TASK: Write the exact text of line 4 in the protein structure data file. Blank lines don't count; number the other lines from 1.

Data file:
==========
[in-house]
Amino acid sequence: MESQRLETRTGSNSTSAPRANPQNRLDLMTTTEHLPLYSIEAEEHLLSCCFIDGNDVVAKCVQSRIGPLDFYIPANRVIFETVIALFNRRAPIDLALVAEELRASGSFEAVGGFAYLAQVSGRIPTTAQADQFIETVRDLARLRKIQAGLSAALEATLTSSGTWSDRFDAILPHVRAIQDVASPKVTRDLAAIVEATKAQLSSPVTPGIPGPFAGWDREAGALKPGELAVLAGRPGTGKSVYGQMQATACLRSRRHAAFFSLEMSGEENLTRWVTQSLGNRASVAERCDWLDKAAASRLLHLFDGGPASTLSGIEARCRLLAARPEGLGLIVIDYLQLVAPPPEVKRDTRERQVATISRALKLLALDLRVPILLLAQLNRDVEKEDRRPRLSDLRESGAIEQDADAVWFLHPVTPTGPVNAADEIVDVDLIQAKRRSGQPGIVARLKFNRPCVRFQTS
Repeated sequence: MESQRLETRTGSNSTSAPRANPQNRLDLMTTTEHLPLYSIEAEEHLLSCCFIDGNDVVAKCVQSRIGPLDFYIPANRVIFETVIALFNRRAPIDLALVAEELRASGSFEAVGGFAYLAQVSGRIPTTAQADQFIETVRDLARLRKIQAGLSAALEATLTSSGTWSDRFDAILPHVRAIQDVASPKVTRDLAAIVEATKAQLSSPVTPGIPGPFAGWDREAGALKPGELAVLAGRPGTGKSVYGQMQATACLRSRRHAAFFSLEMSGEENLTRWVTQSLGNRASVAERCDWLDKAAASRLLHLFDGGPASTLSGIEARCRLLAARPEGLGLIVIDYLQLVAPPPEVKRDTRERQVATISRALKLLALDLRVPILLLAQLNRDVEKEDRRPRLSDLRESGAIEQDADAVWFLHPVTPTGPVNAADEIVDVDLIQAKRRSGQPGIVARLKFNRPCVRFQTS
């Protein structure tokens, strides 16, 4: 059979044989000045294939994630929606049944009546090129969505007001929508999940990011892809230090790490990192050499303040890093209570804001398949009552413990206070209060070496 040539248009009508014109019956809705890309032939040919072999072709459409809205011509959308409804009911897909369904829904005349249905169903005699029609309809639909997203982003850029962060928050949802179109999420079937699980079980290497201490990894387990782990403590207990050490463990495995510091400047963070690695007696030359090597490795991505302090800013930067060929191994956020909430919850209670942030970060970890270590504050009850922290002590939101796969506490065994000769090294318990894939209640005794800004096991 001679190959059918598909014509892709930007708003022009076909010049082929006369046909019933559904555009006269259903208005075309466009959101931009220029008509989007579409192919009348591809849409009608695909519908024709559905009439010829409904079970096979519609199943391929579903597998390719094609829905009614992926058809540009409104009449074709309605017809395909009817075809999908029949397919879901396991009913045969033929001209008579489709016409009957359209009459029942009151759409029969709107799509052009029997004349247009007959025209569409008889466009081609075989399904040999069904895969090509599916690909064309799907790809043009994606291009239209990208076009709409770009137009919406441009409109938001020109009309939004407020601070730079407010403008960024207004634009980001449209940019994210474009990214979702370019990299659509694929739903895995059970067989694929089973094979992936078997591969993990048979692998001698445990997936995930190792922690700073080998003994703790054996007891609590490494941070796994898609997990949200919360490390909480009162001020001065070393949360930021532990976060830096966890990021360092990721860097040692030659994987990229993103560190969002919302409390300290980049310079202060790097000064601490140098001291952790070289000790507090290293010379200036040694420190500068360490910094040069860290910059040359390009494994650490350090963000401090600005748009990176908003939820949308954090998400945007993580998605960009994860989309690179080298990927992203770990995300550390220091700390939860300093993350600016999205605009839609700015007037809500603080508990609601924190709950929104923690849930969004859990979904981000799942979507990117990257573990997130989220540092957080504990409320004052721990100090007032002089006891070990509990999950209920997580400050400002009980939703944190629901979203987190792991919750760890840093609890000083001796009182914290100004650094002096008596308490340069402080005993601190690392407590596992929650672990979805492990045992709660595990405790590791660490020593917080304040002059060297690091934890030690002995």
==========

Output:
């Protein structure tokens, strides 16, 4: 059979044989000045294939994630929606049944009546090129969505007001929508999940990011892809230090790490990192050499303040890093209570804001398949009552413990206070209060070496 040539248009009508014109019956809705890309032939040919072999072709459409809205011509959308409804009911897909369904829904005349249905169903005699029609309809639909997203982003850029962060928050949802179109999420079937699980079980290497201490990894387990782990403590207990050490463990495995510091400047963070690695007696030359090597490795991505302090800013930067060929191994956020909430919850209670942030970060970890270590504050009850922290002590939101796969506490065994000769090294318990894939209640005794800004096991 001679190959059918598909014509892709930007708003022009076909010049082929006369046909019933559904555009006269259903208005075309466009959101931009220029008509989007579409192919009348591809849409009608695909519908024709559905009439010829409904079970096979519609199943391929579903597998390719094609829905009614992926058809540009409104009449074709309605017809395909009817075809999908029949397919879901396991009913045969033929001209008579489709016409009957359209009459029942009151759409029969709107799509052009029997004349247009007959025209569409008889466009081609075989399904040999069904895969090509599916690909064309799907790809043009994606291009239209990208076009709409770009137009919406441009409109938001020109009309939004407020601070730079407010403008960024207004634009980001449209940019994210474009990214979702370019990299659509694929739903895995059970067989694929089973094979992936078997591969993990048979692998001698445990997936995930190792922690700073080998003994703790054996007891609590490494941070796994898609997990949200919360490390909480009162001020001065070393949360930021532990976060830096966890990021360092990721860097040692030659994987990229993103560190969002919302409390300290980049310079202060790097000064601490140098001291952790070289000790507090290293010379200036040694420190500068360490910094040069860290910059040359390009494994650490350090963000401090600005748009990176908003939820949308954090998400945007993580998605960009994860989309690179080298990927992203770990995300550390220091700390939860300093993350600016999205605009839609700015007037809500603080508990609601924190709950929104923690849930969004859990979904981000799942979507990117990257573990997130989220540092957080504990409320004052721990100090007032002089006891070990509990999950209920997580400050400002009980939703944190629901979203987190792991919750760890840093609890000083001796009182914290100004650094002096008596308490340069402080005993601190690392407590596992929650672990979805492990045992709660595990405790590791660490020593917080304040002059060297690091934890030690002995």